R&J Construction v. Javaras, 2011 WL 10069461, an unpublished and dated opinion, still holds practical value for its discussion of the judicial notice rule, breach of contract pleading requirements and a limited liability company member’s insulation from liability for corporate debts.
The plaintiff sold about $70K worth of construction materials to a concrete company associated with the individual defendant. The concrete company’s legal name was WS Concrete, LLC, an Illinois limited liability company doing business under the assumed name, West Suburban Concrete. Defendant was a member of the LLC and point-person who ordered supplies from the plaintiff.
The plaintiff sued the individual and did not name the LLC as a party defendant.
The trial court dismissed the complaint because the plaintiff failed to attach the written contract and there was no evidence the defendant assumed personal responsibility for the contract obligations. The plaintiff appealed.
The Court first found the trial court correctly dismissed plaintiff’s suit for failure to attach the operative contract.
Code Section 2-606 requires a plaintiff to attach a written instrument (like a contract) to its pleading where the pleading is based on that instrument. The exception is where the pleader can’t locate the instrument in which case it must file an affidavit stating the instrument is inaccessible.
Here, the plaintiff alleged a written contract but only attached a summary of various purchase orders and invoices to the complaint. Since it failed to attach the contract, the appeals court found the complaint deficient and falling short of Section 2-606’s attached-instrument requirement.
The court next addressed whether the LLC File Detail Report (see above image), culled from the Illinois Secretary of State “cyberdrive” site was admissible on Defendant’s motion to dismiss. In ruling the Report was admissible, the Court cited to case precedent finding that Secretary of State records are public records subject to judicial notice. (Judicial notice applies to facts that are readily verifiable and not subject to reasonable dispute.)
Since the LLC Report plainly demonstrated the proper defendant was the LLC (as opposed to its member), and there was no evidence the individual defendant took on personal liability for plaintiff’s invoices, the trial court correctly dismissed the defendant.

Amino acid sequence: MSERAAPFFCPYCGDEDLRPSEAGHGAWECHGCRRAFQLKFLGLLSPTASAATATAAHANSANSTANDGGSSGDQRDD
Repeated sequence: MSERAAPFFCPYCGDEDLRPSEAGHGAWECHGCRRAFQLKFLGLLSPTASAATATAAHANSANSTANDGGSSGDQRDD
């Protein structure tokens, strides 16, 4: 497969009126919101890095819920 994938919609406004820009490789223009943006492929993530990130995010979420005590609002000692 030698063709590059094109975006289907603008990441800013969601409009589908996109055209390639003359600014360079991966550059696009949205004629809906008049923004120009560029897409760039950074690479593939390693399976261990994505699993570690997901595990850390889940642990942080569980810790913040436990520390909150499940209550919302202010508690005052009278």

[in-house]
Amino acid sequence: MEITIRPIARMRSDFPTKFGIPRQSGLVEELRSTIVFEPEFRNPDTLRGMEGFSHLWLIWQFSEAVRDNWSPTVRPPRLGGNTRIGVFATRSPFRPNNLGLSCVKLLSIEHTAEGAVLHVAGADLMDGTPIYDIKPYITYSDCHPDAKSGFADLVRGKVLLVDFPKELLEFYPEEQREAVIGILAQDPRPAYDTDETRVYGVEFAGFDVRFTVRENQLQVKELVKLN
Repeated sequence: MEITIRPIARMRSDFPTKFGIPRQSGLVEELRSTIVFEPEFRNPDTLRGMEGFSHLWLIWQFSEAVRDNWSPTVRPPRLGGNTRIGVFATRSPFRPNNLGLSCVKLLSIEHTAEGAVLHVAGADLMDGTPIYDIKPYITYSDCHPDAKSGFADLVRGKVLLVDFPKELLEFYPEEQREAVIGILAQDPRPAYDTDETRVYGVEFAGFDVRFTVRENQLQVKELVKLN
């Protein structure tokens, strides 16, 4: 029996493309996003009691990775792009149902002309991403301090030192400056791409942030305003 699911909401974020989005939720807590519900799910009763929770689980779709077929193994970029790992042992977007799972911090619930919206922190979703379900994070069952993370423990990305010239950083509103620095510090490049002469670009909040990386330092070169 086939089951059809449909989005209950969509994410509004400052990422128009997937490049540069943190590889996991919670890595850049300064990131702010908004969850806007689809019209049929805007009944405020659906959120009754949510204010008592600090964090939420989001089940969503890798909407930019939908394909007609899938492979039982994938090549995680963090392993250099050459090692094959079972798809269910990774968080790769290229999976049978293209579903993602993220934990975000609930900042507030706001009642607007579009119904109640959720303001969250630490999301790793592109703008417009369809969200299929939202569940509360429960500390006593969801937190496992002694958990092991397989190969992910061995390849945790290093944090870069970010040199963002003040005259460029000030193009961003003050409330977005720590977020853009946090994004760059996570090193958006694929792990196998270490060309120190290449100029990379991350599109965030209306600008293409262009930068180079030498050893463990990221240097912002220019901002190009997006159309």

Added support for the defendant’s dismissal came via the Illinois Limited Liability Company Act, 805 ILCS 180/1 et seq. Section 10-10 of the LLC Act provides that an LLC’s contractual obligations belong solely to the LLC and that a member cannot be personally responsible for LLC contracts unless (1) the articles of organization provide for personal liability and (2) the member consents in writing.
The Court next addressed plaintiff’s agent of a disclosed principal argument. The plaintiff asserted that since the individual defendant is the person who ordered plaintiff’s construction materials and it was unclear who the defendant represented, the defendant was responsible for plaintiff’s unpaid invoices.
The court rejected this argument. It noted that under Illinois law, where an agent signs a contract by signing his own name and providing his own personal contact information (address, phone number, SS #, etc.) and fails to note his corporate affiliation, he (the agent) can be personally liable on a contract. In this case, however, there was no documentation showing defendant ordering supplies in his own name. All invoices attached to the plaintiff’s response brief (to the motion to dismiss) reflected the LLC’s assumed name – “West Suburban Concrete” – as the purchasing entity.
(1) the case provides a useful analysis of common evidentiary issues that crop up in commercial litigation where a corporate agent enters into an agreement and the corporation is later dissolved;
(2) Both the LLC Act and agency law can insulate an individual LLC member from personal liability for corporate debts;
(3) Secretary of State corporate filings are public records subject to judicial notice. This is good news for trial practitioners since it alleviates the logistical headache of having a Secretary of State agent give live or affidavit testimony on corporate records at trial.